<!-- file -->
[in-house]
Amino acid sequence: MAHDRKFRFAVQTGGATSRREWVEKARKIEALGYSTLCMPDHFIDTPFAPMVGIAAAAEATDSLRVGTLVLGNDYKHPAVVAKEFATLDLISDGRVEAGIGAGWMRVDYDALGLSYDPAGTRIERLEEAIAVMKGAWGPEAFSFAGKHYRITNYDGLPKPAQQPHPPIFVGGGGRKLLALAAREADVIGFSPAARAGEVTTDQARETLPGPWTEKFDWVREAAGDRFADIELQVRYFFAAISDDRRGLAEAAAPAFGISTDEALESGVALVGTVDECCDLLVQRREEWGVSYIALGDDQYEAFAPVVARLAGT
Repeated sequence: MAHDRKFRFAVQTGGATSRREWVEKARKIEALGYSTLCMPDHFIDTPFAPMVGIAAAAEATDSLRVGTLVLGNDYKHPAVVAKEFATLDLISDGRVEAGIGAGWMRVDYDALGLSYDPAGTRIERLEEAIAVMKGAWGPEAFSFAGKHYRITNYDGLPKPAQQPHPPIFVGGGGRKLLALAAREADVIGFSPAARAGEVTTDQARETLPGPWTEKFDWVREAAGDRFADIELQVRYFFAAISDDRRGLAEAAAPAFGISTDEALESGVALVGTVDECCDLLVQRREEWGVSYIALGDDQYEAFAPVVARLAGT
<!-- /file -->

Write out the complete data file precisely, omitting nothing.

[in-house]
Amino acid sequence: MAHDRKFRFAVQTGGATSRREWVEKARKIEALGYSTLCMPDHFIDTPFAPMVGIAAAAEATDSLRVGTLVLGNDYKHPAVVAKEFATLDLISDGRVEAGIGAGWMRVDYDALGLSYDPAGTRIERLEEAIAVMKGAWGPEAFSFAGKHYRITNYDGLPKPAQQPHPPIFVGGGGRKLLALAAREADVIGFSPAARAGEVTTDQARETLPGPWTEKFDWVREAAGDRFADIELQVRYFFAAISDDRRGLAEAAAPAFGISTDEALESGVALVGTVDECCDLLVQRREEWGVSYIALGDDQYEAFAPVVARLAGT
Repeated sequence: MAHDRKFRFAVQTGGATSRREWVEKARKIEALGYSTLCMPDHFIDTPFAPMVGIAAAAEATDSLRVGTLVLGNDYKHPAVVAKEFATLDLISDGRVEAGIGAGWMRVDYDALGLSYDPAGTRIERLEEAIAVMKGAWGPEAFSFAGKHYRITNYDGLPKPAQQPHPPIFVGGGGRKLLALAAREADVIGFSPAARAGEVTTDQARETLPGPWTEKFDWVREAAGDRFADIELQVRYFFAAISDDRRGLAEAAAPAFGISTDEALESGVALVGTVDECCDLLVQRREEWGVSYIALGDDQYEAFAPVVARLAGT